A FEW weeks ago Tracy Smith knew virtually nothing about poker machines, apart from playing them once or twice.
Then she suddenly and tragically lost her older sister Julie.
“She didn’t die from a car accident or from natural causes or from an illness like cancer,” Tracy said.
“She had an illness of another kind ... a gambling addiction which led her to commit suicide.”
Tracy spoke to The Courier yesterday to push for help for problem gamblers after deciding her sister’s death shouldn’t be in vain.
She also made an impassioned presentation on Ballarat City Council’s Ballarat Gaming Framework on Wednesday night.
“My sister was a professional, lived alone and out of loneliness was lured to the pokie venues,” she said.
“My sister’s death won’t hit the front pages as it would for a car accident or various other ways of death ... hers is a silent one that is pushed under the covers.”
Tracy said her sister had been a problem gambler for the past 10 years, but no one in the family knew until she died.
Her bank statements showed her wage of $1000 being deposited in her account weekly, only for $900 to be withdrawn just minutes or hours later.
“She lived two lives. She just used to tell us life was hard and everything was always breaking down.
“It shows what addiction does to you that you have to use trickery and untruths to cover up your addiction.”
Tracy said she was angry that there were no triggers to stop her sister gambling.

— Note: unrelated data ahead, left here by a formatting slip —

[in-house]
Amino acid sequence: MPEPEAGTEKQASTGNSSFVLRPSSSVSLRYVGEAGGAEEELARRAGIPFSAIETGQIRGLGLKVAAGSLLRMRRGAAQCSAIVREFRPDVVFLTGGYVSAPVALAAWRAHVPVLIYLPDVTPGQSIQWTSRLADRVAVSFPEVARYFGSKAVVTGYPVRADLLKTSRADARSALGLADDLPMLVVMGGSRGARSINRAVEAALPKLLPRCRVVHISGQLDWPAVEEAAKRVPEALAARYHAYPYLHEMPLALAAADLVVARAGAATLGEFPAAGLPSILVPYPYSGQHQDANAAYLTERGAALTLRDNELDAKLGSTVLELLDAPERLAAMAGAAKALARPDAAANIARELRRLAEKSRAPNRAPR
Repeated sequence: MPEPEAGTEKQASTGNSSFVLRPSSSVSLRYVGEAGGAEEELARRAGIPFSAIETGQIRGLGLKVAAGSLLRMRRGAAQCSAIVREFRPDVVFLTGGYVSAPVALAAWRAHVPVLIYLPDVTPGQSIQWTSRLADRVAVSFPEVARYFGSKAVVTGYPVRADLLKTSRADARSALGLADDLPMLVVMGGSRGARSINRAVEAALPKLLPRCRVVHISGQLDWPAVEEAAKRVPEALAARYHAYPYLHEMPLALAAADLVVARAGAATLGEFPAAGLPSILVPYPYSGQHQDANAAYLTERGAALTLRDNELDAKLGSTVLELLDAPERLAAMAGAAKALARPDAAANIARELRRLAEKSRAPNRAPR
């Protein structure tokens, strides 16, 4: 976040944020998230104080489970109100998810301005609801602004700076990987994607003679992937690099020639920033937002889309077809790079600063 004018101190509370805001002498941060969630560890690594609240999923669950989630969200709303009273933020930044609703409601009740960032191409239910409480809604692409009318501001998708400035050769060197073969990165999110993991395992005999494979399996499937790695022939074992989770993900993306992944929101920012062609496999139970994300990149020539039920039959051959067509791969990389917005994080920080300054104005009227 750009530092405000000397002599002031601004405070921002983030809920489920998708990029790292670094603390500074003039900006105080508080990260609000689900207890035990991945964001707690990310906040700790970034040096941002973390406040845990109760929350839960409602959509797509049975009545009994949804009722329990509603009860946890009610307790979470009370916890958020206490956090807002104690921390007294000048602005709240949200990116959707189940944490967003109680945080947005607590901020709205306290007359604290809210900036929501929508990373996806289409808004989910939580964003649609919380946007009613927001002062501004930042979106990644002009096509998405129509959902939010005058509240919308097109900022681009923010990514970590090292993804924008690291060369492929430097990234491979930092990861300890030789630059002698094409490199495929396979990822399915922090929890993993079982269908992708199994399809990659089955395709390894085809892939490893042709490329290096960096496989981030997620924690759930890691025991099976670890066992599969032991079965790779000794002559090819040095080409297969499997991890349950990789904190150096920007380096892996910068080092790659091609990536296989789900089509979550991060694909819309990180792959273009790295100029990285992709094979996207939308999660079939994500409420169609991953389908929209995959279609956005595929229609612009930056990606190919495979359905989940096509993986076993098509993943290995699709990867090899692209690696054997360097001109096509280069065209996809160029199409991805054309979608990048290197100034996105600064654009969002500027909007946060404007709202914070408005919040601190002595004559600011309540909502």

“Surely the venues should have a duty of care. They were allowing her to come in relentlessly and consistently for 10 years.”
Tracy said she wanted a similar system to hotels where it is illegal for bartenders to serve alcohol to intoxicated people.
“Why is a bar held accountable but establishments like this are above the law?
“Even when they see someone going repeatedly to an ATM machine they are not obliged to say something or restrict the use of a machine. Something is very wrong here.
“There needs to be a sense of accountability for the problem of gambling to be addressed.”
Tracy said a July 1 move to take ATMs out of pokie venues was a step in the right direction, along with the council’s gaming framework which she said addressed all the correct areas of having fewer venues, reducing operating hours and trying to keep pokies out of lower socio-economic areas.
She called on the state government to introduce “triggers” for problem gamblers to be removed from venues.
“The revenue is not worth having when the social cost is too high, and the death of pokies addicts is too high a price to pay.”
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* Names have been changed.